In a recent interview with Lytro founder Ren Ng, German technology news website Heise Online discussed the Lytro Illum‘s special lens design, interchangeable lenses, light field photography as the “new multidimensional Raw”, and Ng’s estimate of when light field photography will replace conventional cameras.
The article is in German, but if you don’t speak the language you can still check out the Google Translate version here:
Interview with Lytro founder Ren Ng: “The multidimensional Raw”
In order to record colour images, camera sensors typically use a colour filter array consisting of red, green, and blue filters on top of the light-intensity sensing sub-pixels. After recording each sub-pixel’s light intensity, the so-called “demosaic” process combines four monochrome sub-pixels (2x red, 2x green, 1x blue) into a single pixel containing RGB colour information.
In microlens-based light field cameras, this “demosaic” job may result in a blur effect around the boundaries of objects in the final image.
Image Sensors World found a patent application by Samsung which can solve this blur-problem: In the patent application entitled “Photographing device and photographing method for taking picture by using a plurality of microlenses”, authors Tae-Hee Lee et al. propose moving the colour filter in front of the microlenses (instead of having them behind the microlenses), creating single-colour sub-images. Continue reading
Looking for a RAW light field file recorded by the Lytro Illum? We’ve got you covered!
Mike Miller, proud owner of the Lytro Illum “First Edition” Number 14, has kindly supplied us with some Raw light field files from Lytro’s new flagship product. Mike has also posted a detailed Lytro Illum unboxing report on his blog, so be sure to check that out!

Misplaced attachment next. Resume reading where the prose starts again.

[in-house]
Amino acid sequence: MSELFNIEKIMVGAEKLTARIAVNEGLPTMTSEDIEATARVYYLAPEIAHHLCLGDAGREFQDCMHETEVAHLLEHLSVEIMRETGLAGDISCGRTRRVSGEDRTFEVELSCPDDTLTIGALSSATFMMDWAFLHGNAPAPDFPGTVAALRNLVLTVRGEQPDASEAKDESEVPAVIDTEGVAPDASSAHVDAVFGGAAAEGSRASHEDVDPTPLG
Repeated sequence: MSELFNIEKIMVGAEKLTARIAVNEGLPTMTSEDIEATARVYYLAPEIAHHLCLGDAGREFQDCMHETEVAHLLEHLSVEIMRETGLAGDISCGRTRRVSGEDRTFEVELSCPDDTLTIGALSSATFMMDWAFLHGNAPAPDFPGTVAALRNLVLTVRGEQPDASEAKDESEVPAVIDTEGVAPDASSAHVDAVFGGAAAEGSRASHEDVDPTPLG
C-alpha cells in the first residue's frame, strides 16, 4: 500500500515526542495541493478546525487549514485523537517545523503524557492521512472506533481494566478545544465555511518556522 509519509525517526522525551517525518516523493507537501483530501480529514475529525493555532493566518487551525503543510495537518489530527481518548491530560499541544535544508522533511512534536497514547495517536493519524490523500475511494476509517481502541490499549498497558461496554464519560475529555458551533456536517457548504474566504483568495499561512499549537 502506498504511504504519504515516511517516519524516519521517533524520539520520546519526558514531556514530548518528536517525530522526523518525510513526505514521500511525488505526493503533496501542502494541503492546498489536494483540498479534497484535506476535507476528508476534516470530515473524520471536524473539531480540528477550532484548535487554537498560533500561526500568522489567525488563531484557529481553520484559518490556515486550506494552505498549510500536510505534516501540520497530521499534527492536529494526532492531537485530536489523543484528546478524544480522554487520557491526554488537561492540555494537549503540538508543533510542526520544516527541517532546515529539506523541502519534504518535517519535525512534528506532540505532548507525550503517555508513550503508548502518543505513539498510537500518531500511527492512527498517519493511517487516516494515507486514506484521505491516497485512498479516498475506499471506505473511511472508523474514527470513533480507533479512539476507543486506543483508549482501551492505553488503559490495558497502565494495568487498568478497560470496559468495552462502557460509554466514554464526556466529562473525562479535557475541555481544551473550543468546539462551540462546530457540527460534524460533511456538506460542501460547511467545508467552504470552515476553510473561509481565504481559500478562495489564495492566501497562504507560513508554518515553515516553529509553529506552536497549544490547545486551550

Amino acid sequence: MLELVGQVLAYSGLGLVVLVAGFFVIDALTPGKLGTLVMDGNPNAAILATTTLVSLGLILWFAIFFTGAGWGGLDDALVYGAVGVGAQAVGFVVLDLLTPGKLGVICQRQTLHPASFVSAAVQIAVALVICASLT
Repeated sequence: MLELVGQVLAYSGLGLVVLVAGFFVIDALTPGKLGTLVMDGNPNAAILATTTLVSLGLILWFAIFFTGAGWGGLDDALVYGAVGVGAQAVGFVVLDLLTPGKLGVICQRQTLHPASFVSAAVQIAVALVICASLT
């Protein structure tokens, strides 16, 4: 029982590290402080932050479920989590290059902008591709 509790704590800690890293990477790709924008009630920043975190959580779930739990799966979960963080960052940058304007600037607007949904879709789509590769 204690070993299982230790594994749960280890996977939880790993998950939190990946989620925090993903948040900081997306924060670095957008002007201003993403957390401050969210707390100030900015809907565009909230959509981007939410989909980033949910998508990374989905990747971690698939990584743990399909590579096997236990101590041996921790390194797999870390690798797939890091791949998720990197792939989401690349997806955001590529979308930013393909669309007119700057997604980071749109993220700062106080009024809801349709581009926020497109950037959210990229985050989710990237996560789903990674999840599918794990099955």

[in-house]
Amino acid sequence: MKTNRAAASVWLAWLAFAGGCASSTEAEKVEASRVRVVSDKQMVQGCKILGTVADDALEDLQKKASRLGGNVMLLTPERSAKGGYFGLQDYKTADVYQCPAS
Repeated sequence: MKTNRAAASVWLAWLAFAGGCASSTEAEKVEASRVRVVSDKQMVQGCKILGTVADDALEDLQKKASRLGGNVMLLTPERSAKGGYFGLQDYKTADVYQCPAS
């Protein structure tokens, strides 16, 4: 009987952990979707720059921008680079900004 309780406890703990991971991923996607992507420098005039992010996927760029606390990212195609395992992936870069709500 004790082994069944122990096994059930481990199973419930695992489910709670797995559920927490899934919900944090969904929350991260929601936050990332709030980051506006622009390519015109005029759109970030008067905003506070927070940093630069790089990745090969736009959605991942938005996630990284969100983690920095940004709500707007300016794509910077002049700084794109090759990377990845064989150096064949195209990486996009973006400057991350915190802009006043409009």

The raw files are about 50 MB each (download link below) and allow you to test the features of Lytro Desktop 4.0, or have a closer look at the file format if that’s your thing. Continue reading
Without any special announcement, Lytro has quietly updated the Desktop Software download links to the new 4.0.0 version that comes with the Lytro Illum.
The new major release, which is compatible with both the Illum and the first-generation Lytro camera, adds new features including image adjustments, animations, instant presentations, and third-party image editing (hello, Photoshop!). Living Filters have not made the cut for version 4.0.0, but are planned to be re-activated in a later version.
More than three months ago, Lytro announced the next generation in consumer light field camera: the Lytro Illum.
Today, after a long and hard period of waiting, the camera finally starts shipping to those quick customers that put in the first pre-orders back in April.
The release of the camera goes hand-in-hand with the first in-depth reviews, which are already coming in, but not all of the reviewers are happy with Lytro’s new flagship product.
Here are two quite contrasting reviews: Continue reading